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Kyle McDermott, Roger Loving, Jeffrey B. Mulligan, George Bebis, Michael A Webster; Eye movements and visual search in novel and familiar contexts. Journal of Vision 2005;5(12):73. doi: 10.1167/5.12.73.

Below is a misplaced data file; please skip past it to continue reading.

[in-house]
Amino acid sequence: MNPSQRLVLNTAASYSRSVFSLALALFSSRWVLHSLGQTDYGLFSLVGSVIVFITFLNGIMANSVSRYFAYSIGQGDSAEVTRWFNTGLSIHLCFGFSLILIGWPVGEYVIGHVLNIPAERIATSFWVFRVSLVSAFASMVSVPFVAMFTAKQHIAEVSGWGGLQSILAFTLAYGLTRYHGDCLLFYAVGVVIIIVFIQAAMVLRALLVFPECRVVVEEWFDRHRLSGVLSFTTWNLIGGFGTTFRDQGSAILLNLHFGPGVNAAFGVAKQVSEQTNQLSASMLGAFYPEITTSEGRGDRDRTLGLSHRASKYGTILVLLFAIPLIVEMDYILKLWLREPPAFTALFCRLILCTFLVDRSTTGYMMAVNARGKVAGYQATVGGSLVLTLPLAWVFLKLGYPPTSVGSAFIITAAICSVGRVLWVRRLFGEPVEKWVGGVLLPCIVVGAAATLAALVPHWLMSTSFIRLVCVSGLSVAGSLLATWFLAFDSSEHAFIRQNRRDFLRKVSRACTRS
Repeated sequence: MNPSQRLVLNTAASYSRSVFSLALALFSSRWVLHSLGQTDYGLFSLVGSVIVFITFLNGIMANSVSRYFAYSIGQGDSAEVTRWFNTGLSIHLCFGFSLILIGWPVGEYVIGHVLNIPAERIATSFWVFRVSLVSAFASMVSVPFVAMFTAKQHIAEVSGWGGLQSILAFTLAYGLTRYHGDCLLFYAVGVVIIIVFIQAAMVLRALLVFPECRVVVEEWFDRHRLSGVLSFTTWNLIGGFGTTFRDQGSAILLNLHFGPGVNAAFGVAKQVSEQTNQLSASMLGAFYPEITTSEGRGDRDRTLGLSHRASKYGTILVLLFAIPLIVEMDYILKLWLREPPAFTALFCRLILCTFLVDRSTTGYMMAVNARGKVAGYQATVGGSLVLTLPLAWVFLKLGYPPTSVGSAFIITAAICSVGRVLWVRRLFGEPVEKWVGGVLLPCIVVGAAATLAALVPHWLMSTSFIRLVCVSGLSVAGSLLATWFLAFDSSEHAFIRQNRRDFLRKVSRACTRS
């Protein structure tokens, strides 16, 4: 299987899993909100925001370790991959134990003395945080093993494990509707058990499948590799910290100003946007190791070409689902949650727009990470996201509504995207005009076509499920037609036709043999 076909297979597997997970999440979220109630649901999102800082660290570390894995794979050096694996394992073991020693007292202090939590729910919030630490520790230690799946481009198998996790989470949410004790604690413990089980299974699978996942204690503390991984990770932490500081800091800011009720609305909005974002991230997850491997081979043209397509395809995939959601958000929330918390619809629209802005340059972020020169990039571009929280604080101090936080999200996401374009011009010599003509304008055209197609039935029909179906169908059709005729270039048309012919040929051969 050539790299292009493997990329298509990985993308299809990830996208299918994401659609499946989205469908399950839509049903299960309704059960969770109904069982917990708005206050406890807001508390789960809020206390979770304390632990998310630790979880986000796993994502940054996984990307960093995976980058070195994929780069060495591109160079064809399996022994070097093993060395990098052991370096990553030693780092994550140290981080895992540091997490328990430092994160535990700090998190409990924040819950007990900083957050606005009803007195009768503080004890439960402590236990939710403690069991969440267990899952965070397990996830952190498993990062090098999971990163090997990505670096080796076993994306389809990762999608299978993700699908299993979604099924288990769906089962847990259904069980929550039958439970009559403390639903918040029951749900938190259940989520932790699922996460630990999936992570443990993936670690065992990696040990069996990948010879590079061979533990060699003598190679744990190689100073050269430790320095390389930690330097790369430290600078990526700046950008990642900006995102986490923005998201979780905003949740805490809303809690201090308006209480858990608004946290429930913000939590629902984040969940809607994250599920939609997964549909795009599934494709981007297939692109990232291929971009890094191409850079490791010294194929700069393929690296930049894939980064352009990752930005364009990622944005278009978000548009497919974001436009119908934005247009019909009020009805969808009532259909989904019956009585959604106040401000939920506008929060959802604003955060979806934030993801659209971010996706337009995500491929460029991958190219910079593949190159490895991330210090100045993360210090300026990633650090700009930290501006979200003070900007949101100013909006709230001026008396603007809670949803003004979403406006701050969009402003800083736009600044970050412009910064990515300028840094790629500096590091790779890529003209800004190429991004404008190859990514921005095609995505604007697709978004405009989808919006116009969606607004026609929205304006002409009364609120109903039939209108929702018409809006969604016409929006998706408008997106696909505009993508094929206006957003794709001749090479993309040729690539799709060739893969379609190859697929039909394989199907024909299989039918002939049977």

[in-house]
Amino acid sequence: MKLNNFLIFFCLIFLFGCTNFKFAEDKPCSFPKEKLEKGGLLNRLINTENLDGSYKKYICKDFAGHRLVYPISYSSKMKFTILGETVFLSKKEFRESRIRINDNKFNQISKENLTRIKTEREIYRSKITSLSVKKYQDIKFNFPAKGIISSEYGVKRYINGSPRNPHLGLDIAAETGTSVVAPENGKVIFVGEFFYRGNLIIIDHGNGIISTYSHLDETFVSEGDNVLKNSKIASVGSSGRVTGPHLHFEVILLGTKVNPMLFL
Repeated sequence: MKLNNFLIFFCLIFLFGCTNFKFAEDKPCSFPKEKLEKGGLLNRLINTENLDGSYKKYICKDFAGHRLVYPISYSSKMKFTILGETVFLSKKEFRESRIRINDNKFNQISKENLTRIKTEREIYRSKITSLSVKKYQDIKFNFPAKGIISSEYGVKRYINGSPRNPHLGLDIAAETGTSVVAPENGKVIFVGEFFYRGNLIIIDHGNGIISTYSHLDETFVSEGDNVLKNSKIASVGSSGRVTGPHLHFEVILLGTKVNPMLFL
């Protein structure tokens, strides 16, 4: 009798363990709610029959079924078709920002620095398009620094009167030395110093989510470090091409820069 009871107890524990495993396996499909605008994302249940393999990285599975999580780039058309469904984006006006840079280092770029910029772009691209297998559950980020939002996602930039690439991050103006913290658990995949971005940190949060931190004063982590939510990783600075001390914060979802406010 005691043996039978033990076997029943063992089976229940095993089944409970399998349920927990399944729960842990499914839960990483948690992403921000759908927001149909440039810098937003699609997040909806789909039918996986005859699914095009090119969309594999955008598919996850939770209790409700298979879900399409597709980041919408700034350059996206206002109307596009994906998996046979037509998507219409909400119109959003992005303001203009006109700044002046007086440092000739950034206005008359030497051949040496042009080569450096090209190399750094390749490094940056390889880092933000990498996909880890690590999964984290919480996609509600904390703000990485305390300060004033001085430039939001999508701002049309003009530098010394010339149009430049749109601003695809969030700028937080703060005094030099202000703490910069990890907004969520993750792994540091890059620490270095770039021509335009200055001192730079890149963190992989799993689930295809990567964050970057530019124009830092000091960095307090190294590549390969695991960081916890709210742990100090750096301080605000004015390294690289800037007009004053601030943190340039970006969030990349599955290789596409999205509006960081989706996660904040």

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Adapting to the characteristics of a visual environment may enhance the salience of novel stimuli (Barlow, in Vision: Coding and Efficiency, 1990). We examined eye movements when searching for a target on familiar or unfamiliar backgrounds. Observers searched for a colored circle or a uniquely colored ellipse at random locations on a 30 by 40 deg dense background of colored ellipses (similar to finding a fruit among foliage). Colors in the backgrounds randomly varied along the LM or S cardinal axes, while test colors varied over a range of contrasts along the cardinal or intermediate axes. Background elements also varied randomly in luminance. Observers searched for the targets on a given background before or after adapting to different backgrounds. Fixations were recorded with a CRS video eyetracker, with detection requiring 0.5 sec within 2.5 deg of the target. Search times decreased (from up to several sec) with increasing distance in color space between the target and background, and were consistently faster when subjects searched on backgrounds drawn from the same color axis they had adapted to than from the orthogonal axis. These results help reveal how visual salience and therefore visual search vary in novel versus familiar contexts.
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